Former Archbishop is 'appalled' by CofE's treatment of Bishop George Bell

Lambeth Palace Libray

Former Archbishop of Canterbury George Carey has said he is "appalled" at how the Church of England has destroyed the reputation of the wartime Bishop of Chichester, George Bell.

Bell was a revered figure in the CofE, a close friend of the martyred German pastor and theologian Dietrich Bonhoeffer and a firm opponent of the destruction of German cities in mass bombing raids.

However, he was accused long after his death in 1958 of abusing a young girl in the late 1940s and 1950s. The woman came forward decades later and after investion the CofE announced last October it had formally settled her claim after experts said they had "no reason to doubt" its truth. Bell's name has been stripped from buildings and institutions and the current Bishop of Chichester, Martin Warner, has apologised to the victim.

However, a fightback in favour of Bell led by columnist Peter Hitchens has questioned the Church's handling of the issue and now Lord Carey has joined the fray.

Responding to a letter from Bell's 92-year-old niece Barbara Whitely, he said it had "delivered a 'guilty' verdict without anything resembling a fair and open trial".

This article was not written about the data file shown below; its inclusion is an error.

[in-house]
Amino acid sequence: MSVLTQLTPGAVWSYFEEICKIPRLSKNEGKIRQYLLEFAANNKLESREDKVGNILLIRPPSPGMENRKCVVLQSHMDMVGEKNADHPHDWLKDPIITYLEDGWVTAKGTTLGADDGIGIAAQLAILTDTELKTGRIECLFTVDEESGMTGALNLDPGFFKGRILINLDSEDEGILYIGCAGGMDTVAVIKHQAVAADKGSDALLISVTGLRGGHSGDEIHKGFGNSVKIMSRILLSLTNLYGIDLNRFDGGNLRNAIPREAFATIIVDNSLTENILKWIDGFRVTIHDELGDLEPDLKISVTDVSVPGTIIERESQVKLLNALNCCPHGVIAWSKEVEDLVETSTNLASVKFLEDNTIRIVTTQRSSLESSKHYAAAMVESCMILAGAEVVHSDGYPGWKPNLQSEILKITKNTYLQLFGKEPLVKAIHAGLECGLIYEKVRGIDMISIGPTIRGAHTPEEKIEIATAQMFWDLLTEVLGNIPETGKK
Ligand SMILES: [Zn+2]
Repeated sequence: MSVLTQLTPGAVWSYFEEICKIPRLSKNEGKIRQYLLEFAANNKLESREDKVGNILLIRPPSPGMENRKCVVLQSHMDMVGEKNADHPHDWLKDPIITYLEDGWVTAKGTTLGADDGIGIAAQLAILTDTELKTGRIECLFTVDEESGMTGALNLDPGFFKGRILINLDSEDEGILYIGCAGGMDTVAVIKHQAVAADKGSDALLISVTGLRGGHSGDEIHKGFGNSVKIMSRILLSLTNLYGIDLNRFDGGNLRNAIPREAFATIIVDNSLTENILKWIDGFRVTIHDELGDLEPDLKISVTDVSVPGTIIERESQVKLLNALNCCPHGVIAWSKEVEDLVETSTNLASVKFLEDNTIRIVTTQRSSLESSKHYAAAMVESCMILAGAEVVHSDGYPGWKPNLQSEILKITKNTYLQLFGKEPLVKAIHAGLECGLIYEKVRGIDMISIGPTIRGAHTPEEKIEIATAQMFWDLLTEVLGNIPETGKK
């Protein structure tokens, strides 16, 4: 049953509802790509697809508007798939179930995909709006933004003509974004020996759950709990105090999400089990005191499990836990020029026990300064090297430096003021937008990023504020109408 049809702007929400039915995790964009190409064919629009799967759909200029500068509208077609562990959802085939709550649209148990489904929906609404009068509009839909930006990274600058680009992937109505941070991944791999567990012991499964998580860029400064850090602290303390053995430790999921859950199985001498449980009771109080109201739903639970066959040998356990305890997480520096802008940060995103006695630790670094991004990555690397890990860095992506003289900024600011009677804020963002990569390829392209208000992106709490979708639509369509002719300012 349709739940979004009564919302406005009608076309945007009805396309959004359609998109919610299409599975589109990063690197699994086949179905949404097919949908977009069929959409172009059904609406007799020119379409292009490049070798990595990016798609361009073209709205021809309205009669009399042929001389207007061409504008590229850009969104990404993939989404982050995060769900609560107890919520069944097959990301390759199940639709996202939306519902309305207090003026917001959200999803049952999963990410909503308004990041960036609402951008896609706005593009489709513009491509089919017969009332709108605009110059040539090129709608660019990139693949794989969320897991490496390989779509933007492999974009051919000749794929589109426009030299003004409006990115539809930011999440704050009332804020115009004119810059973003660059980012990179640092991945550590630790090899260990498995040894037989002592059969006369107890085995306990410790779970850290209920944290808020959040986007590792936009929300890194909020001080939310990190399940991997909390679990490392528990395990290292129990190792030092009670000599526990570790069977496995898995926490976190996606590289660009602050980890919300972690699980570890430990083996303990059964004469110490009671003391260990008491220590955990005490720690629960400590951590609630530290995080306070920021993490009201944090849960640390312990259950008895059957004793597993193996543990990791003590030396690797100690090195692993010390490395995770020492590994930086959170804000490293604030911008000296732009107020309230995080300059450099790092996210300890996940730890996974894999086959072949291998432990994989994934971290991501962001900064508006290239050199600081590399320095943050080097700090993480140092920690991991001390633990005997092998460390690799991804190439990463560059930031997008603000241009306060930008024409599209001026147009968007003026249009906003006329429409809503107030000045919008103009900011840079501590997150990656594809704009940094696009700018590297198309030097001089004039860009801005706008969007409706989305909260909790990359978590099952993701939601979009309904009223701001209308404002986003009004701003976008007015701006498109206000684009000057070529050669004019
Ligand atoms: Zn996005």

He added in the letter date March 3: "His reputation is in tatters and as you sadly point out, all references to him in the diocese he loved and served have been removed and renamed.

"[...] I am frankly appalled by the way the church authorities have treated his memory.

"When this matter became public knowledge several months ago I questioned the Church's approach with someone at Lambeth Palace and was advised that it was in everyone's interest to keep the matter low key.

"I have however kept a watching brief on the matter and your letter has now prompted me to seek ways of re-opening this."

Lord Carey's intervention comes after it was revealed he wrote to police in 1993 over the disgraced Peter Ball, formerly Bishop of Gloucester, stressing Ball's "excruciating pain and spiritual torment". Ball was sentenced to 32 months imprisonment for misconduct in public office and indecent assault after admitting the abuse of 18 young men between 1977 and 1992.

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